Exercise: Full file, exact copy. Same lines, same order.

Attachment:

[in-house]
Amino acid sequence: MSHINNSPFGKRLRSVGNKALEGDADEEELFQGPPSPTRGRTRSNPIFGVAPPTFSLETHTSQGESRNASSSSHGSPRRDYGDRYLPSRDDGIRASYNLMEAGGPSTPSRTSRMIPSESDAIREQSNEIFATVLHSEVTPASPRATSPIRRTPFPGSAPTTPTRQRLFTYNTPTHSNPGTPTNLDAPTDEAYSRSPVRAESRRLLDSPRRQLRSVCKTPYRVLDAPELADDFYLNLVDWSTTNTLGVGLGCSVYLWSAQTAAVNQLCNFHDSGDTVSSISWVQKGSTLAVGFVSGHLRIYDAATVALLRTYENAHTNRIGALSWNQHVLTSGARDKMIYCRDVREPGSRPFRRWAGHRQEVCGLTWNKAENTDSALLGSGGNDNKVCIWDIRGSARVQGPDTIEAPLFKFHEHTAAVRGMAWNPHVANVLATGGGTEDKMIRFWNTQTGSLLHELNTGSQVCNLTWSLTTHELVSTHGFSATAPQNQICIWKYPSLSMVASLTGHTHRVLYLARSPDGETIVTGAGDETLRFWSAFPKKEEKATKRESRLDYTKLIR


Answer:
[in-house]
Amino acid sequence: MSHINNSPFGKRLRSVGNKALEGDADEEELFQGPPSPTRGRTRSNPIFGVAPPTFSLETHTSQGESRNASSSSHGSPRRDYGDRYLPSRDDGIRASYNLMEAGGPSTPSRTSRMIPSESDAIREQSNEIFATVLHSEVTPASPRATSPIRRTPFPGSAPTTPTRQRLFTYNTPTHSNPGTPTNLDAPTDEAYSRSPVRAESRRLLDSPRRQLRSVCKTPYRVLDAPELADDFYLNLVDWSTTNTLGVGLGCSVYLWSAQTAAVNQLCNFHDSGDTVSSISWVQKGSTLAVGFVSGHLRIYDAATVALLRTYENAHTNRIGALSWNQHVLTSGARDKMIYCRDVREPGSRPFRRWAGHRQEVCGLTWNKAENTDSALLGSGGNDNKVCIWDIRGSARVQGPDTIEAPLFKFHEHTAAVRGMAWNPHVANVLATGGGTEDKMIRFWNTQTGSLLHELNTGSQVCNLTWSLTTHELVSTHGFSATAPQNQICIWKYPSLSMVASLTGHTHRVLYLARSPDGETIVTGAGDETLRFWSAFPKKEEKATKRESRLDYTKLIR